The United Nations’ special envoy Kofi Annan has been working for months to try to end the bloodshed in Syria. This week, however, he flew in and out of Norway on an entirely different sort of mission: Speaking at a conference in Stavanger on fish farming.
Newspaper Aftenposten reported that Annan landed in a private chartered jet at Stavanger’s airport at Sola on Tuesday. He was quickly driven into Stavanger where he’d been paid to deliver a speech at a conference sponsored by a Dutch company, Nutreco, which produces fish food among other products, and its Norwegian subsidiary Skretting.
Annan reportedly spoke to more than 400 executives from the fish farming industry about how fish farming “can contribute towards feeding the world” and that the industry had great potential for sustainable growth.
No one at the conference was allowed to ask Annan about the situation in Syria, nor were media allowed to take any photos. Annan was also brought into the conference via a backdoor, avoiding demonstrators from a local support group for Syria.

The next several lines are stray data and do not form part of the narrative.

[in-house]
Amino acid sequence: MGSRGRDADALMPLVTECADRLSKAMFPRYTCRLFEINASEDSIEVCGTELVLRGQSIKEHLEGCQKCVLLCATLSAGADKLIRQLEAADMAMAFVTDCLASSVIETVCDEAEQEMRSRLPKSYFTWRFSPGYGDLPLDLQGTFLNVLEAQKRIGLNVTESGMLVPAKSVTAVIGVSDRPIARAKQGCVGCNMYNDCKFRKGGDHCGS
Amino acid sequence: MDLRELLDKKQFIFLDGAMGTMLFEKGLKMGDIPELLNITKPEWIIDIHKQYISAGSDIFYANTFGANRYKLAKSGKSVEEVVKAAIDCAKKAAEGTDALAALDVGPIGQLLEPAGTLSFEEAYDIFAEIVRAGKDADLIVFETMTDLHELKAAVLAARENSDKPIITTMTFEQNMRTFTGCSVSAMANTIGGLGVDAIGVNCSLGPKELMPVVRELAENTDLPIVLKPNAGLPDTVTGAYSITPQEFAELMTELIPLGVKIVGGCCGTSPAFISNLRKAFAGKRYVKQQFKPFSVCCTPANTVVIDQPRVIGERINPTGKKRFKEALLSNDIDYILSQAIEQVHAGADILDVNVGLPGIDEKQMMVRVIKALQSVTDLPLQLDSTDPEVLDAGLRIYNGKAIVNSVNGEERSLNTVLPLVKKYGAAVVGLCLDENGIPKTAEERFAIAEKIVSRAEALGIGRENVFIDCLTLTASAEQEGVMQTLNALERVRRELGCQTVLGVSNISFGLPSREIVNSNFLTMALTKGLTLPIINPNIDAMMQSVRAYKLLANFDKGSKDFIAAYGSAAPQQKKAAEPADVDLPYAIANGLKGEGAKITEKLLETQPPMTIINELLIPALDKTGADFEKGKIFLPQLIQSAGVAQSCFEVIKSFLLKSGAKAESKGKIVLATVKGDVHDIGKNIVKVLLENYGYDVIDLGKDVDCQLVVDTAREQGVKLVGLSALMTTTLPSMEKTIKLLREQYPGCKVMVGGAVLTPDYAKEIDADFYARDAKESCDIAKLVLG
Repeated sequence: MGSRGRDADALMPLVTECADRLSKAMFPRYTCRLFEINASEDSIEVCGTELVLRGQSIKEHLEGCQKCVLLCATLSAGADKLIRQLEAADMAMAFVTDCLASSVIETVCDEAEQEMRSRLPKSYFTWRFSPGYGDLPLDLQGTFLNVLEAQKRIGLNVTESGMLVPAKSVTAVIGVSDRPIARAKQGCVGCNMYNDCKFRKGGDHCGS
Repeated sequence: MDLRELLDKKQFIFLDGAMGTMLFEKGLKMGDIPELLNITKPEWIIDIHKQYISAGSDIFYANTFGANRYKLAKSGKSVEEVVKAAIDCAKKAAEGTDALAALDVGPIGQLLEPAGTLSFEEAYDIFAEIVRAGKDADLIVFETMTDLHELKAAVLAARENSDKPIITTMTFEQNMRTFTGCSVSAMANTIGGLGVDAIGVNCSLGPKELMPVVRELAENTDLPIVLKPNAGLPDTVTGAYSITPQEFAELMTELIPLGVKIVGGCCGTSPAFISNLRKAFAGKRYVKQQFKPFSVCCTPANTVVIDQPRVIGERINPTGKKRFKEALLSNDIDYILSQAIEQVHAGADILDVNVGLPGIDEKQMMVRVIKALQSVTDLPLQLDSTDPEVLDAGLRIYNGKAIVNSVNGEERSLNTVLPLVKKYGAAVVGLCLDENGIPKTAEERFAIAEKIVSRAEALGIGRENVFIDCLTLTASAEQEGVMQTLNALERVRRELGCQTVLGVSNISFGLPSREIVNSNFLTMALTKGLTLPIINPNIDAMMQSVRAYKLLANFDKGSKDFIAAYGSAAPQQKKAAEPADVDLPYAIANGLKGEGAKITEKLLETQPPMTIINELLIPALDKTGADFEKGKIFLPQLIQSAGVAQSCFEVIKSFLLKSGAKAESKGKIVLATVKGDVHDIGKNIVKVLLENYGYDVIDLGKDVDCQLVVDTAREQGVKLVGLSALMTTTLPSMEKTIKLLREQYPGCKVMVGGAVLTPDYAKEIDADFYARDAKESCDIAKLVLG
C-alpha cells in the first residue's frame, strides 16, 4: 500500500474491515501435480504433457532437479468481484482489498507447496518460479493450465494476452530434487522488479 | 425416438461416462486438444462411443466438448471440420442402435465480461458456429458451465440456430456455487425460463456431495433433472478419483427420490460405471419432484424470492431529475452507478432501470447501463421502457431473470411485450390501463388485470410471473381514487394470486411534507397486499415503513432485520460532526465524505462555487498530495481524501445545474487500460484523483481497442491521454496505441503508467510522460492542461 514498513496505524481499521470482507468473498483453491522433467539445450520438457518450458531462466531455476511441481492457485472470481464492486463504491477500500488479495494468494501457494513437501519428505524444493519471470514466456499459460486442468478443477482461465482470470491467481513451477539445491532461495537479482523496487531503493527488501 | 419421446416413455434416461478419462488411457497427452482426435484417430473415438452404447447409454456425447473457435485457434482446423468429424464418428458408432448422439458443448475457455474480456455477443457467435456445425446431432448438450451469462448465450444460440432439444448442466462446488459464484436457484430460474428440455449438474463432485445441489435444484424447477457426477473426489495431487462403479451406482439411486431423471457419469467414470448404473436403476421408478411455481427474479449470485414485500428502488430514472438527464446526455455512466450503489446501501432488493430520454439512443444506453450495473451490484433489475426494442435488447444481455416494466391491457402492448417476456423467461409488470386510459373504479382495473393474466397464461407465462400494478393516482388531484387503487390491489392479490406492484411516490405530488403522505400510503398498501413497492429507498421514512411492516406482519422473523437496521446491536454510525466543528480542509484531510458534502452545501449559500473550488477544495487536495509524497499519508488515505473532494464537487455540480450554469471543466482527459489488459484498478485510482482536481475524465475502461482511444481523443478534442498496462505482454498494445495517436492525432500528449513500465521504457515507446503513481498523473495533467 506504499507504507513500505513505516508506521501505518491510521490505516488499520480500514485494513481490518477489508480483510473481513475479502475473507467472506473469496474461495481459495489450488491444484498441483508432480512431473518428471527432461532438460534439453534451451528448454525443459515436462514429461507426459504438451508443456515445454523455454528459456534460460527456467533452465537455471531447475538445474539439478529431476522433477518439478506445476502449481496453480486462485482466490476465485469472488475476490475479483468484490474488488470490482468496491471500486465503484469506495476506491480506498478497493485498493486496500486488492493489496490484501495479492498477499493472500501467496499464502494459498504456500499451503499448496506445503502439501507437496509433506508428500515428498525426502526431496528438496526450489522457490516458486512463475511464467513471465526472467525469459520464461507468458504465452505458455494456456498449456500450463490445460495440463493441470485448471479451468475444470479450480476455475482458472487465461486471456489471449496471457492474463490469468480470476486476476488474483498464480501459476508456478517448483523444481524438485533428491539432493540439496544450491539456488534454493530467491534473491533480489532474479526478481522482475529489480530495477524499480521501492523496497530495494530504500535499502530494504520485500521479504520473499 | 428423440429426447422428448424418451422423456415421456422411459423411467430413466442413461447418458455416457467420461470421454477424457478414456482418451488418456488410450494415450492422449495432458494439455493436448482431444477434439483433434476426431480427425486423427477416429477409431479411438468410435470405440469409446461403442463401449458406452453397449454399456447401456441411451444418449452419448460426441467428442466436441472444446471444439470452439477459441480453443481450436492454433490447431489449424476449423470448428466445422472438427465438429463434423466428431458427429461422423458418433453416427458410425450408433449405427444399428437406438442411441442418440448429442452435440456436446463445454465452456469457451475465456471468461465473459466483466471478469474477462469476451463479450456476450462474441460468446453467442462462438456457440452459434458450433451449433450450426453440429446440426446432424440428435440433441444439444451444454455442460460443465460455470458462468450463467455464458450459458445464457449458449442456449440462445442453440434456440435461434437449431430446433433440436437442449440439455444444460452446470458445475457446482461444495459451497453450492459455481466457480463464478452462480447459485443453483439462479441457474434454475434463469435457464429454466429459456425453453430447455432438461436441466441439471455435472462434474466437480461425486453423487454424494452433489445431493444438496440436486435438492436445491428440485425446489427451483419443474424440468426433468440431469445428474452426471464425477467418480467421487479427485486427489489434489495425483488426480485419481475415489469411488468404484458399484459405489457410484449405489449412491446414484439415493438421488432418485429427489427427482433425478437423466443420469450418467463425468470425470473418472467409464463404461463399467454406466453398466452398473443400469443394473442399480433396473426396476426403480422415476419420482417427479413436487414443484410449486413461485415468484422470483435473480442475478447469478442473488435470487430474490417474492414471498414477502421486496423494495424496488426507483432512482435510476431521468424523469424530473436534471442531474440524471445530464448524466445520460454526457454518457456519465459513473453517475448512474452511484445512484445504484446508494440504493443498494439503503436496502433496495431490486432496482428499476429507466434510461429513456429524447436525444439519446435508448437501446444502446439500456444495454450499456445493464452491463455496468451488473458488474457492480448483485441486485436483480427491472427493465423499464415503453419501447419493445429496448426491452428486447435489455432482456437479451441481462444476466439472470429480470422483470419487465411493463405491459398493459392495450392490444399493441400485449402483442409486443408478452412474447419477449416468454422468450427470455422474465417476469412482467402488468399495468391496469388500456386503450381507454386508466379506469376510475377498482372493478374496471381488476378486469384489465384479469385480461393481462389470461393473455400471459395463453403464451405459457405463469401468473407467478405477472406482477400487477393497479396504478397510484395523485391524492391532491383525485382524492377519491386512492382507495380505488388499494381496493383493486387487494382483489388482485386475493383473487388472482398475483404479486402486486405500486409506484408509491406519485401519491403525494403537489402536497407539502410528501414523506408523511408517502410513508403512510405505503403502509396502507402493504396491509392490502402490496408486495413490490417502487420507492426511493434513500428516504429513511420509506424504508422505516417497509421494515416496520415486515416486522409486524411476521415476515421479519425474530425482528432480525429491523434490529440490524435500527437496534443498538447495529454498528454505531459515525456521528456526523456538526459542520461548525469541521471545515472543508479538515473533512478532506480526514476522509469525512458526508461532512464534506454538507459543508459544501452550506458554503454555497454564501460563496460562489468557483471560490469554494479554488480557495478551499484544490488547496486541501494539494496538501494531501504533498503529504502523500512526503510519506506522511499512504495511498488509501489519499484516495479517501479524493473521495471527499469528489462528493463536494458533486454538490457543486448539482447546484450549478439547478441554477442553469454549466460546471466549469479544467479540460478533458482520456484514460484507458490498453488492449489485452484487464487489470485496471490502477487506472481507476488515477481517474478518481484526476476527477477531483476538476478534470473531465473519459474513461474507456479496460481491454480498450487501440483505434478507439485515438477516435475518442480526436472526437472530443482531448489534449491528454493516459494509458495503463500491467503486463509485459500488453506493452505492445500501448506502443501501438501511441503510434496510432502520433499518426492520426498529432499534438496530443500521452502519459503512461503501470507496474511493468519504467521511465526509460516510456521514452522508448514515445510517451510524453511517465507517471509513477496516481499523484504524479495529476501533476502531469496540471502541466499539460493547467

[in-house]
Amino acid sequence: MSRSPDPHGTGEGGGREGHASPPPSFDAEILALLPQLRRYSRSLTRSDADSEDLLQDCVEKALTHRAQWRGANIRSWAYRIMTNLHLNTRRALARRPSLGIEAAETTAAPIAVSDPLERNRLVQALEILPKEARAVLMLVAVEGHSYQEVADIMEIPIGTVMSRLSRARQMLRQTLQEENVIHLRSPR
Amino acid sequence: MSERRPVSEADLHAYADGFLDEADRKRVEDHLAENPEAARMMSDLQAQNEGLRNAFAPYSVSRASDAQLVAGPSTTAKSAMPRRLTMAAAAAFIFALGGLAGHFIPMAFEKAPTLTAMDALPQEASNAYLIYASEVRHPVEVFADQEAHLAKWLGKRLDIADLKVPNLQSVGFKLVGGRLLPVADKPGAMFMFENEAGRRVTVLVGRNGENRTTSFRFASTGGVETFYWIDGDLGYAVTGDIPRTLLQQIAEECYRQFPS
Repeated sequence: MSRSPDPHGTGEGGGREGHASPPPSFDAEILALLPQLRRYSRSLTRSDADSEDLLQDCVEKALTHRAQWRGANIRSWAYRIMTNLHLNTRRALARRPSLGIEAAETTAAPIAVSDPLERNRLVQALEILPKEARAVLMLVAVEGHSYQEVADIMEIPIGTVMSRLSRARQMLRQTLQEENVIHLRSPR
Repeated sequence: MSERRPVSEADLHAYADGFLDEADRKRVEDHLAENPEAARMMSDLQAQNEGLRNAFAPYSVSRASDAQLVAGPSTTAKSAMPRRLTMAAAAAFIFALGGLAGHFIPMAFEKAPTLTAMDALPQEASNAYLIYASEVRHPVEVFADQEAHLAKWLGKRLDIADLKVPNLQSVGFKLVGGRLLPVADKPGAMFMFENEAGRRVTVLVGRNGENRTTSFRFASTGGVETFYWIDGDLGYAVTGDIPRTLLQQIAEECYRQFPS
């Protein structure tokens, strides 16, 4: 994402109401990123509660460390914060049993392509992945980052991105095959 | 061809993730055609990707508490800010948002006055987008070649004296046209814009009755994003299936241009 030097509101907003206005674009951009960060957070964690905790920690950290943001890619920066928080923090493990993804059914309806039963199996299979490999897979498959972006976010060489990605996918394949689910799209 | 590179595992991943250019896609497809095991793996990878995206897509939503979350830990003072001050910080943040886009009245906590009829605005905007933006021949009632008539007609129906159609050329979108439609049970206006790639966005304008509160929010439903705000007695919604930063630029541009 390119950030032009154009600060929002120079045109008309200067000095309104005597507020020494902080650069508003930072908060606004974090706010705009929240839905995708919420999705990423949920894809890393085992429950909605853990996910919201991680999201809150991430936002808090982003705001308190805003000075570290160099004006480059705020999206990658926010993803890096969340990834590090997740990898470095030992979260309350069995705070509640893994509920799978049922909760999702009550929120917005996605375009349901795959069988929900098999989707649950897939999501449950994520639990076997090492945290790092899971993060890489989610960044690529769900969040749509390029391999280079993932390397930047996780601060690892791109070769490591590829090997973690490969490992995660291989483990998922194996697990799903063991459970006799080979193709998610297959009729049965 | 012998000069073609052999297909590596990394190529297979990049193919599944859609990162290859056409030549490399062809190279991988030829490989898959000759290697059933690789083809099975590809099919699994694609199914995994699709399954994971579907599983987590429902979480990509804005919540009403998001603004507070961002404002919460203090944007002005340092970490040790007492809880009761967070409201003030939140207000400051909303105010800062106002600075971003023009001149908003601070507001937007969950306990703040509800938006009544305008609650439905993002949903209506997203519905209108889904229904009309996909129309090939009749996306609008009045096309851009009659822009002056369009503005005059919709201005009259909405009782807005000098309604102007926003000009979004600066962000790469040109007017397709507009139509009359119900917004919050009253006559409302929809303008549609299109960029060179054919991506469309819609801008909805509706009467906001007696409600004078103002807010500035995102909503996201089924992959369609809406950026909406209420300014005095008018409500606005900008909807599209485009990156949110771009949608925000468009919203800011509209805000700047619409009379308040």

He reportedly was also escorted back out again through the backdoor after he’d eaten lunch with representatives from the fish farming industry. Aftenposten was told he then took a flight to Frankfurt that left at 2:45pm.
Demonstrators complained, also to Norwegian Broadcasting (NRK), that Annan should have spoken to them. Questions to his Kofi Annan Foundaton in Geneva and to his spokesman in New York, about why he made the trip to the fish farming conference in Norway while Syria descended into civil war, went unanswered.
Veteran diplomat Jan Egeland, a former UN envoy himself, said he had spoken with Annan recently, after he was appointed as the UN’s main peace broker in Syria, and “I know that he’s on the telephone with Russian, American, Arabian and other authorities every single day. He can do that from Stavanger just as easily as from Geneva or New York.”
Views and News from Norway/Nina Berglund
Please support our news service. Readers in Norway can use our donor account. Our international readers can click on our “Donate” button: